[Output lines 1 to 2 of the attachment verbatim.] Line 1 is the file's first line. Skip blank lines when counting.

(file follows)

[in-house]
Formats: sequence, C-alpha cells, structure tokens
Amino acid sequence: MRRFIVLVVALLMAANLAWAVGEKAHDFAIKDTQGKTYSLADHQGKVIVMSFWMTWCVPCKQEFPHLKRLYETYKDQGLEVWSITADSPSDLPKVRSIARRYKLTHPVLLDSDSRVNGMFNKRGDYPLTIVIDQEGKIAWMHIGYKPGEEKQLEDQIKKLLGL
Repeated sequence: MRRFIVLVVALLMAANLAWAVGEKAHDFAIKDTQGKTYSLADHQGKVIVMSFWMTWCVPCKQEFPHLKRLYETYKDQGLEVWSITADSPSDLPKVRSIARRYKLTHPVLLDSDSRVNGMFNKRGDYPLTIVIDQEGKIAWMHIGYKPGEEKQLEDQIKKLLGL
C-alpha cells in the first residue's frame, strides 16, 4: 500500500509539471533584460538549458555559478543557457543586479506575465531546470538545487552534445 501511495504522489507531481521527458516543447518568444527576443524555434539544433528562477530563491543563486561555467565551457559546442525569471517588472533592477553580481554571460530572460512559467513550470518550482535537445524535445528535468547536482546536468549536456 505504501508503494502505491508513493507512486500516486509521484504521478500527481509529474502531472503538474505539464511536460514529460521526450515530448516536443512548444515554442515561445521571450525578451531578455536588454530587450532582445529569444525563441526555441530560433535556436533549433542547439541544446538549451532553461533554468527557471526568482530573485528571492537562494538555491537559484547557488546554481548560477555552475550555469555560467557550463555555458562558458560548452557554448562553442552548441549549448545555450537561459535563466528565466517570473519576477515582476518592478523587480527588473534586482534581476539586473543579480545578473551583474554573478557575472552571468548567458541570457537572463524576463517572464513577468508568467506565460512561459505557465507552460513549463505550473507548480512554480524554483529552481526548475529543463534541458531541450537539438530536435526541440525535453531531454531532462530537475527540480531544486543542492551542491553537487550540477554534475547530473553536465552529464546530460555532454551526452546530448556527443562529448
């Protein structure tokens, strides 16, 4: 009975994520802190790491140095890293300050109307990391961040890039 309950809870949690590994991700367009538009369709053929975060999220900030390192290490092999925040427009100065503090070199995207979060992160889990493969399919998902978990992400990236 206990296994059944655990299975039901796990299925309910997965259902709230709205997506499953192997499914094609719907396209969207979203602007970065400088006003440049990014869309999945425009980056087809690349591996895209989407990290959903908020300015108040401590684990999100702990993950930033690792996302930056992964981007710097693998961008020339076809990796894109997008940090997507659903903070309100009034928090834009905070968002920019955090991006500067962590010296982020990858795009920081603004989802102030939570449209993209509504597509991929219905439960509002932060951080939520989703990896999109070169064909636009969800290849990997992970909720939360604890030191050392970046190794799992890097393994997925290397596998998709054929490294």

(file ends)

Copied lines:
[in-house]
Formats: sequence, C-alpha cells, structure tokens